Sample of knitted border showing the multi colour being controlled.

On this occasion I used texture to define the design although I did use some lace techniques to achieve this by hiding the ‘holes’ by knitting into the backs of those stitches on the return rows.

I discovered a bonus for working out the amount of yarn I needed was that before the skein was wound I could count the number of ‘turns’ in the skein. One for each row! I also made a slip knot marker which I could slide along the yarn to where the row would end which helped to keep me on track and my tension consistent. The ‘bleeding’ of the colours enhanced the design as there were no hard edges.

I chose a dark blue Wollemeise called Moses for the body of the jacket which features the textured fern motif to represent the night sky.

Intriguing possibilities

I can see possibilities in using this technique with self dyed yarn by working out a design and knitting it in a plain base yarn for a pattern sequence, then painting it with a cold batch dye. It can the be unravelled to work out the areas for each colour and then wound and dyed to suit. The quantity can also be assessed from the gauge set in the sample pattern.

I am sure this is only the beginning of a wondrous  and exciting colour adventure. Enjoy!


The patterns discussed in this post are in the process of being developed for publication. If you would like be notified when they are available please contact us.

The pattern for Evening Bush Walk is being sold as a fundraiser and is available from the Christchurch Guild of Weavers and Spinners.

Controlling colour movement

When Margaret was visiting me In Kuala Lumpur a couple of weeks ago she was talking about some new designs she was working on that use controlling the colour of space or dip dyed yarn as part of the pattern. It seems a good idea to revive her original post as the new projects build on the concept. And once I had tracked down the information it provoked my curiousity enough to try it out.

The legacy post from 2005 (Margaret)

When I was teaching in Canada and the U.S.A in April/May last year (2004) I had several requests for the “secret” of having colours in  scarves knitted from hand dyed yarn  so they were not random. Since I have been home they have multiplied so here it is!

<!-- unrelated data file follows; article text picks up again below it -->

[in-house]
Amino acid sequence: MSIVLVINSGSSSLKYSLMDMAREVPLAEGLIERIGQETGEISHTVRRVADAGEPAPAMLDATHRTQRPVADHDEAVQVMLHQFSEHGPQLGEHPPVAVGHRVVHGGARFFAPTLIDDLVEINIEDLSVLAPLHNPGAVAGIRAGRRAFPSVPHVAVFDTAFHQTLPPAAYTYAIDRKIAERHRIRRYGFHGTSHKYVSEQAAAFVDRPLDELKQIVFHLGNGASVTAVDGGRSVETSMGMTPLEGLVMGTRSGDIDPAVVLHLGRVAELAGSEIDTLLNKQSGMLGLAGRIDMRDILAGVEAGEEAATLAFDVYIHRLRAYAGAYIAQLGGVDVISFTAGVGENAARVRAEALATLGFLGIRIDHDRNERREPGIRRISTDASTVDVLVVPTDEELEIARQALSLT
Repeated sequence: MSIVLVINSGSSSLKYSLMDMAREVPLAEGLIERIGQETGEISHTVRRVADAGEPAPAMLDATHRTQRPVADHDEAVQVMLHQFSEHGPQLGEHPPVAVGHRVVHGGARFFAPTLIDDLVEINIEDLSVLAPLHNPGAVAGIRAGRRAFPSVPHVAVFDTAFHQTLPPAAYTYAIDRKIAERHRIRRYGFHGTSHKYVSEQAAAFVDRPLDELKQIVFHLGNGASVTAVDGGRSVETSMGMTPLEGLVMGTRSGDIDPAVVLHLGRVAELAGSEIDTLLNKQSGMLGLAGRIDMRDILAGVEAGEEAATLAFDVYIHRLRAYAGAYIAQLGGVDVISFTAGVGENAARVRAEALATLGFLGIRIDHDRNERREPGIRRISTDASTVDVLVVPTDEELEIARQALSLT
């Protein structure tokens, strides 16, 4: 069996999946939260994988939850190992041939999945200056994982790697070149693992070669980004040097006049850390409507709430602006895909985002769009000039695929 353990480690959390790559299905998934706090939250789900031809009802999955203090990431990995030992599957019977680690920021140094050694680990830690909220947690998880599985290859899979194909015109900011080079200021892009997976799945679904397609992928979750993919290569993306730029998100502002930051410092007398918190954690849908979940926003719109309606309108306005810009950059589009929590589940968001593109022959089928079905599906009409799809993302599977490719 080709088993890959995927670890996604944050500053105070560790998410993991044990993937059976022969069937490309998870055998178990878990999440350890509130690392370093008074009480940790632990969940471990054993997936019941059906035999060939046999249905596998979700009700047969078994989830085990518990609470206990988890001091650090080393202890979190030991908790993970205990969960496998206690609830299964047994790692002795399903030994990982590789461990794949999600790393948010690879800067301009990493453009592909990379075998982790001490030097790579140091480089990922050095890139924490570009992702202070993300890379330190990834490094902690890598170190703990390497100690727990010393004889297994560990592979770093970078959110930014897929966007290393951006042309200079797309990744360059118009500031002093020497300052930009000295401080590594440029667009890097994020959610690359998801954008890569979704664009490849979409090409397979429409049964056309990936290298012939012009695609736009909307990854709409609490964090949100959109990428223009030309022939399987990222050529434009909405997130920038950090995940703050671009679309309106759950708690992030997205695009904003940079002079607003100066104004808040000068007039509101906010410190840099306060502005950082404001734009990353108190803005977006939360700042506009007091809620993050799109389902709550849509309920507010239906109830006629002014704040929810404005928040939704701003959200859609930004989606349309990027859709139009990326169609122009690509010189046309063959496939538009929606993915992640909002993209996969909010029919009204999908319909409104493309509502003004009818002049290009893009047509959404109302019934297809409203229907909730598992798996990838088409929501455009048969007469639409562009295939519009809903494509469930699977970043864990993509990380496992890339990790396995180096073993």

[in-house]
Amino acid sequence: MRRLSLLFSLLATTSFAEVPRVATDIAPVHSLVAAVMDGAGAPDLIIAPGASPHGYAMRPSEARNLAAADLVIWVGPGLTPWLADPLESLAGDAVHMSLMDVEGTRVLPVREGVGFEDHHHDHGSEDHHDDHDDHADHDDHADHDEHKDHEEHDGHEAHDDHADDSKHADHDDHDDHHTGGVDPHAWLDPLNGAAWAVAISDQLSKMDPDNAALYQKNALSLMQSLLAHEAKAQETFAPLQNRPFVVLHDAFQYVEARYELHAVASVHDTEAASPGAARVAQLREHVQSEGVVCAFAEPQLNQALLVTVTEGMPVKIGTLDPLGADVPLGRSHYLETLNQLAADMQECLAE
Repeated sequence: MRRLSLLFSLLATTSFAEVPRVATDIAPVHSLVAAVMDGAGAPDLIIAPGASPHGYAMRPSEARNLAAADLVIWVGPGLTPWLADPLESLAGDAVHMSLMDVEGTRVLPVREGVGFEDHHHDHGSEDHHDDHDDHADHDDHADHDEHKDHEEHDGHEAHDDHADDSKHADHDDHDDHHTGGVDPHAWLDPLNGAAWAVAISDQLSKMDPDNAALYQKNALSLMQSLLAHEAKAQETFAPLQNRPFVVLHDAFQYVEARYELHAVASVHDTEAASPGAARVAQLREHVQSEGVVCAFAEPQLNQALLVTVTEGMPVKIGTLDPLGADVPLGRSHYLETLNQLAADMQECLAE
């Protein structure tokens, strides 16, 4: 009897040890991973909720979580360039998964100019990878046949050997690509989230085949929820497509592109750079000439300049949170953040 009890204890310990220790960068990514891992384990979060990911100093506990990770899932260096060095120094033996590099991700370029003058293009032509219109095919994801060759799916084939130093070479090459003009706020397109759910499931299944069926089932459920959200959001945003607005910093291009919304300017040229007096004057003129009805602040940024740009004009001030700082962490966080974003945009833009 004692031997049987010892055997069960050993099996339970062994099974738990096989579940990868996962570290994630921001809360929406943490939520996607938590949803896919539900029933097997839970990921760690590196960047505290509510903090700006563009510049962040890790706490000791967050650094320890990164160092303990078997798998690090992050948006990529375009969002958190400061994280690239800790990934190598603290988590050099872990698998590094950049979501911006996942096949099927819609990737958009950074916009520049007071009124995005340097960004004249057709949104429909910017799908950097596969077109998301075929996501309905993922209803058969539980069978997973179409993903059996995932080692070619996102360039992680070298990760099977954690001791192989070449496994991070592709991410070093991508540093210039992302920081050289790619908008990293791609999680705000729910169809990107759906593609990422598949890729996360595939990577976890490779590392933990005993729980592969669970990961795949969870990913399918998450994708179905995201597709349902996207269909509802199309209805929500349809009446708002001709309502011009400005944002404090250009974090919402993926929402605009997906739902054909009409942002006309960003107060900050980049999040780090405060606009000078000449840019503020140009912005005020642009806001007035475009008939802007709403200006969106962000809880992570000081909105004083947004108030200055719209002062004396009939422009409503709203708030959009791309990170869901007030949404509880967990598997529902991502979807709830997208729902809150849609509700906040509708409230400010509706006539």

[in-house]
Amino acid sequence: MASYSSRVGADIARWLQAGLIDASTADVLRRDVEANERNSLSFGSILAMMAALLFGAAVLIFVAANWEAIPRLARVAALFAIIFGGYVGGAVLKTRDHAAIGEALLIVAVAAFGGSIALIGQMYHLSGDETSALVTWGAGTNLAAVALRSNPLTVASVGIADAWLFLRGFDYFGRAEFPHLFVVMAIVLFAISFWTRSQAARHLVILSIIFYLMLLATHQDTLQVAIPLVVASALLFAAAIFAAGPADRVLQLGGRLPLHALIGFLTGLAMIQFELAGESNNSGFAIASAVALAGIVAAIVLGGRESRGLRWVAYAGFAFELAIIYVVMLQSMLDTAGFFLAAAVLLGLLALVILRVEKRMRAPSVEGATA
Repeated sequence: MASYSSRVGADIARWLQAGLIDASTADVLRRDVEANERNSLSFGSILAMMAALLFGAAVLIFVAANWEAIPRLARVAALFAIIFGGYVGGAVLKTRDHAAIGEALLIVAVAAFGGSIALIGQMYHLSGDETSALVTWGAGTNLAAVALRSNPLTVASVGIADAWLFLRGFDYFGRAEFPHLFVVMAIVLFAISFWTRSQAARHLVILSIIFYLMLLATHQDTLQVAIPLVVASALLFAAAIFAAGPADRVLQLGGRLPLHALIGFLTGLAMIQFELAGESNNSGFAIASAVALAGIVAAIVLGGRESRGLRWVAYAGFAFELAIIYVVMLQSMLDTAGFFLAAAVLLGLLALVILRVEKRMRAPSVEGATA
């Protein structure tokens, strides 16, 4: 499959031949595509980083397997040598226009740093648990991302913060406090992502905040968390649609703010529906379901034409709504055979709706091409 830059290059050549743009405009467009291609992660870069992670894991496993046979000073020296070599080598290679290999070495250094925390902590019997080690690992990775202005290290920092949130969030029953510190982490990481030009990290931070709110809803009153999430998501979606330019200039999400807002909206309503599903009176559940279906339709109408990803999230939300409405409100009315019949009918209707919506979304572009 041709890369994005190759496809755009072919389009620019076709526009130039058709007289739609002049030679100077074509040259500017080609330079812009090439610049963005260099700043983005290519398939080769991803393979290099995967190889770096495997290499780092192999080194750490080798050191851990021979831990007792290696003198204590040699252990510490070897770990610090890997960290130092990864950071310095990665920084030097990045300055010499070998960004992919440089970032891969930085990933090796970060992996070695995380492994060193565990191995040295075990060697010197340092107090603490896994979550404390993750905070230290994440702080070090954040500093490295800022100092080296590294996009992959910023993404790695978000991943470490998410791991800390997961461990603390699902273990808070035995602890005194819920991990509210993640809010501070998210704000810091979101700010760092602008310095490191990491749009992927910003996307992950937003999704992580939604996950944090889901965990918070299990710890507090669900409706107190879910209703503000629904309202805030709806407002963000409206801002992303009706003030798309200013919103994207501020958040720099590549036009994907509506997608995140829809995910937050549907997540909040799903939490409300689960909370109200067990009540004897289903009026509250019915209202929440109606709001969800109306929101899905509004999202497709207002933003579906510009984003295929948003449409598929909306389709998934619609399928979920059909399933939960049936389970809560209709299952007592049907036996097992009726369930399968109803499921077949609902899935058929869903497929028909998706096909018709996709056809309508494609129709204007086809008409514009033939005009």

(This doesn’t work with multiple wrap patterns)

  1. Take your  skien  and line it up with the colours where you want them.   The photo shows three options with the top one knitted.
  2. With a crochet thread/contrasting yarn make a chain with more stitches than you will need.
  3. Use your knitting needle to pick up the loops on the reverse of the chain.
  4. Before winding the ball mark the beginning and end of the first colour sequence you have chosen. Knit as many loops as fit in that sequence.  (Ignore any extra crochet stitches).  This is the number of stitches for your scarf.
  5. Adjust edge stitches/pattern repeats to fit your stitch number.  You now have
    your pattern  set for your unique gauge.
  6. Complete scarf leaving sufficient yarn after casting off so that you can unravel the chain placing scarf stitches on the needle and cast off with scarf yarn.

N.B. With hand dyed yarns every so often there will be places where the colour moves off track but that adds to the charm.

If you’d like to experiment in 2018 (Sonja)

How do I know if yarn is space or dip dyed ?

To fully understand this original post it is useful to know that Artisan Lace was one of the first hand dyed yarns on the market. Several of the colour ways were dip dyed to create the effect you can see in Margaret’s  image (if you have Mandli in Knitsch Sock it used the same dye process as Pansy in Artisan Lace) Commercially a similar effect called space dyeing is used where yarn is dyed in short controlled sections.

At this point of time its not particularly common to find New Zealand yarn indie-dyed in this way, and even if it has been it may not be obvious in the skien if a dyer has re-skeined (re-wound) it. The way to tell if a yarn has been dyed like this is to open it out as I have done in the following illustration. You can see the distinct blocks of colour along the skien.